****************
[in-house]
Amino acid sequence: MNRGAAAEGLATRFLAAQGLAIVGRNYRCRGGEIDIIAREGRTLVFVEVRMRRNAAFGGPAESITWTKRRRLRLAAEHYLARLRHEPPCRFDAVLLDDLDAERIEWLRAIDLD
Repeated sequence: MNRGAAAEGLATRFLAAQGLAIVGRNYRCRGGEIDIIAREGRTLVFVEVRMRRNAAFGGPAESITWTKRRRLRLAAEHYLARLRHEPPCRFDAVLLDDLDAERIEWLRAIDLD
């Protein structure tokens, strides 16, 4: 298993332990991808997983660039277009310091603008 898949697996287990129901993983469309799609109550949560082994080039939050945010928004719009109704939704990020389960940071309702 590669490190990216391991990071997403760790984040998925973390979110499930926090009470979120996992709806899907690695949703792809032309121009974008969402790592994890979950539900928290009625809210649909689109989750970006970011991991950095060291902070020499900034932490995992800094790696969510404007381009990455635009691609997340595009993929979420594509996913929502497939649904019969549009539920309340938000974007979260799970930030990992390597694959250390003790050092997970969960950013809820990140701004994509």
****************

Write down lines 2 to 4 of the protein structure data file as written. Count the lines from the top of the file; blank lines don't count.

Amino acid sequence: MNRGAAAEGLATRFLAAQGLAIVGRNYRCRGGEIDIIAREGRTLVFVEVRMRRNAAFGGPAESITWTKRRRLRLAAEHYLARLRHEPPCRFDAVLLDDLDAERIEWLRAIDLD
Repeated sequence: MNRGAAAEGLATRFLAAQGLAIVGRNYRCRGGEIDIIAREGRTLVFVEVRMRRNAAFGGPAESITWTKRRRLRLAAEHYLARLRHEPPCRFDAVLLDDLDAERIEWLRAIDLD
């Protein structure tokens, strides 16, 4: 298993332990991808997983660039277009310091603008 898949697996287990129901993983469309799609109550949560082994080039939050945010928004719009109704939704990020389960940071309702 590669490190990216391991990071997403760790984040998925973390979110499930926090009470979120996992709806899907690695949703792809032309121009974008969402790592994890979950539900928290009625809210649909689109989750970006970011991991950095060291902070020499900034932490995992800094790696969510404007381009990455635009691609997340595009993929979420594509996913929502497939649904019969549009539920309340938000974007979260799970930030990992390597694959250390003790050092997970969960950013809820990140701004994509």